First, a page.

As an Advance Planning Specialist, I’ve been helping families with Advance Planning for the past 17 years. I have worked at large and small family owned funeral homes, and corporately owned funeral homes and cemeteries. It has been interesting to say the least.
When you attend a visitation or a funeral the most nerve-racking part can be the angst over what to say to the bereaved family. If there is a line, you may have time to come up with something. If there isn’t a line, you are on the spot immediately. My advice is to have a few options already prepared before you arrive.
As an adult I have stood at the head of the casket for my husband and my father, receiving the well wishes from the well meaning. At my dad’s visitation strangers introduced themselves to me and told me stories about my dad that I had never heard before. That was awesome. At my husband’s funeral an Amish friend and his wife waited in line to speak to me. The wife very sweetly said: “We will miss Jeff, but you will miss him more.” Such a simple statement but it conveyed that he was a part of many lives. This couple was grieving too.
There is no shortage of advice available on what to say at a funeral. Whole books have been written to help with that. Personally, I am unable to remember something that I read and repeat it days later. For that reason I’m suggesting a strategy to help you know what to say.
I usually say: “I’m so sorry.” and then add something personal, like: “I loved your mom. She was so kind to me.” Recently I said: “I’m so sorry. I had such a crush on your dad when we were kids. Such a handsome man.” I would caution you to avoid long stories and to consider those behind you in line. Consider also that the person you are speaking to is most likely exhausted.
I share these next examples as: What Not To Say. At my dad’s visitation one woman used her time in front of me to complain about her troubled son, another lamented why they had so many alcoholics and drug addicts in their family. This stunned me since up until that moment every one had been kind and concerned about me. I ended up telling both of them “I’m so sorry to hear that.” At the end of my husband’s visitation, nearing 8:00 pm, a couple approached the casket. They told me they were the neighbors from down the road. I knew the house. WWJD was spray painted on their shed. The man, leaning on my husband’s casket asked me: “How was his walk with the Lord?” Initially stunned, but immediately ticked, through gritted teeth my response was: “His walk was just fine.” He then had the nerve to ask about mine. I responded: “My walk is fine too.” My children intervened before I made headlines: Grieving Widow Strangles Idiot.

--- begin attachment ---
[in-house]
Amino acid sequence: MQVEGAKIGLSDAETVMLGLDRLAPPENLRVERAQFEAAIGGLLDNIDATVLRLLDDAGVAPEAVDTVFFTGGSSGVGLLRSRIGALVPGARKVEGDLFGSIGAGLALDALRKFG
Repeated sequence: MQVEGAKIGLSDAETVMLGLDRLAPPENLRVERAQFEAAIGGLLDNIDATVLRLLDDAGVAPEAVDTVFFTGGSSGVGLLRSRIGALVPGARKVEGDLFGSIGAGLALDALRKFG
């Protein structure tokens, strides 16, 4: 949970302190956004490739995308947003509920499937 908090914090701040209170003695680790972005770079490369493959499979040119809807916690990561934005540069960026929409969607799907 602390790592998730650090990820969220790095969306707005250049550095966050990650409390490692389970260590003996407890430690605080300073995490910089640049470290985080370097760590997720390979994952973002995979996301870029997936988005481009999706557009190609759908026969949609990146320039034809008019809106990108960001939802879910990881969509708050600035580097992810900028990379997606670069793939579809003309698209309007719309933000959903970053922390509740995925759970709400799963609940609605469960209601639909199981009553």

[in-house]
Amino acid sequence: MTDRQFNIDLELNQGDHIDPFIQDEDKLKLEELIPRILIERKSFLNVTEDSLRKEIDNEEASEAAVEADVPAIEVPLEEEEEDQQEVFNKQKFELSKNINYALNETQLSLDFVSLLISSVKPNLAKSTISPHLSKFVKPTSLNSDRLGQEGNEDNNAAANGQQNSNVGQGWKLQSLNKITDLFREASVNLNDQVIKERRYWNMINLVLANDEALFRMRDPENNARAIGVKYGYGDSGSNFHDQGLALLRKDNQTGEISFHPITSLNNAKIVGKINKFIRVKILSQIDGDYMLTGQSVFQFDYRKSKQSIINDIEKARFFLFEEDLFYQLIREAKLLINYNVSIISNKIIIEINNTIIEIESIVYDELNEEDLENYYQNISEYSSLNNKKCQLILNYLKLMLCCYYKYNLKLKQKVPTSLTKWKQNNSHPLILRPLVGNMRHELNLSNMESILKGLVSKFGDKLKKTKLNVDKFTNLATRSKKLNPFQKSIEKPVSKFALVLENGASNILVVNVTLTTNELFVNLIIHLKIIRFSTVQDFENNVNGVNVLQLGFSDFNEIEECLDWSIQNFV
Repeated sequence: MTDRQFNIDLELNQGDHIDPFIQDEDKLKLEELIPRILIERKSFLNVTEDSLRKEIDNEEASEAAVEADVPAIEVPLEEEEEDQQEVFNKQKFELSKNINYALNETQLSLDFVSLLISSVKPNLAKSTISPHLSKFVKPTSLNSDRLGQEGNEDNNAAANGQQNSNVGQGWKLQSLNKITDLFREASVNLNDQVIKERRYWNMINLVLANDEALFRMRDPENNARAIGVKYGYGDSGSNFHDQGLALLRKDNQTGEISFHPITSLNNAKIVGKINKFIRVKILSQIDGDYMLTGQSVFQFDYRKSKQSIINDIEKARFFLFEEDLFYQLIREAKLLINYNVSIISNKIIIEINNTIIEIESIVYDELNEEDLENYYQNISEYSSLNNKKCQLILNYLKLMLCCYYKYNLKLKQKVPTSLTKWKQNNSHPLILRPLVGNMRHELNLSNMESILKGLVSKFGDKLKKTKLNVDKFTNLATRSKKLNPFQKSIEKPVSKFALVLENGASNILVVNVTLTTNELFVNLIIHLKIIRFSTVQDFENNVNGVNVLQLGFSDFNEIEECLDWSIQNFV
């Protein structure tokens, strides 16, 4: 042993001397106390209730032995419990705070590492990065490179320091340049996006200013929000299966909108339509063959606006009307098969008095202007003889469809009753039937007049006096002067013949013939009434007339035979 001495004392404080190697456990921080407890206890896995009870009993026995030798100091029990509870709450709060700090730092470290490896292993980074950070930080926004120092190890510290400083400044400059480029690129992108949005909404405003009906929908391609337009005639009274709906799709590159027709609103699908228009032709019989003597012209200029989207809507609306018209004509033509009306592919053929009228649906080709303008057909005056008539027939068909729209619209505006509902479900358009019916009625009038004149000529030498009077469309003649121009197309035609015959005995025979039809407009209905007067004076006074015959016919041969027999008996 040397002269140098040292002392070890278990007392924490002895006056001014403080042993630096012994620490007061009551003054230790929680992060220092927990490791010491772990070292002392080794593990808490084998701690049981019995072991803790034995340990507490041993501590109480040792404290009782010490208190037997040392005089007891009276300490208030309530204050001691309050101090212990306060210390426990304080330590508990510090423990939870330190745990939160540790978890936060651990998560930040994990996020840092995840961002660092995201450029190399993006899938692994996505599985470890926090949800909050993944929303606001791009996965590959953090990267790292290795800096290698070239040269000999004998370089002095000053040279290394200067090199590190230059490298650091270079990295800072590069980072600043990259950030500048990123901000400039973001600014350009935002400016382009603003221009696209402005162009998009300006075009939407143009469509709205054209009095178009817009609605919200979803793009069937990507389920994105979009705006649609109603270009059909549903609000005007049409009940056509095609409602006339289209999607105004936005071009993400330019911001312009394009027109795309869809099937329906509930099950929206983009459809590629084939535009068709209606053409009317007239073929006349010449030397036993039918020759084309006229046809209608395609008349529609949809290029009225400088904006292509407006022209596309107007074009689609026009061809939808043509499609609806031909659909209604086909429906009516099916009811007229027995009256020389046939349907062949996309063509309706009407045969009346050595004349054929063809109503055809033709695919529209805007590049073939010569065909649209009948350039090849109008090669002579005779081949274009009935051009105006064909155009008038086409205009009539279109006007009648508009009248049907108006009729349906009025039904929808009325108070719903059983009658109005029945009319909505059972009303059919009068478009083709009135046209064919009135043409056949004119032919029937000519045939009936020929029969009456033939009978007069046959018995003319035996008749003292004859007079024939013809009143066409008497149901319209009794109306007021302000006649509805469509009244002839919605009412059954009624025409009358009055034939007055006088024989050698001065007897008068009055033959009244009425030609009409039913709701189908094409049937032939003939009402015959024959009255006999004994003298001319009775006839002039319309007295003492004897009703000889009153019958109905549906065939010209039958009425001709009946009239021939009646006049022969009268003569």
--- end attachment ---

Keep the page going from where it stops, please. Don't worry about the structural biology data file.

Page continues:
So to recap: a short phrase that you are sorry for their loss, plus something personal will help you when it’s your turn. I would suggest a hug too, if you are the hugging type. I needed every hug I received at those two funerals. They still comfort me when I think of them today.
Feel free to contact me at (260) 456-0890 if you have questions about Advance Planning or need a speaker for your event. I’m here to help.
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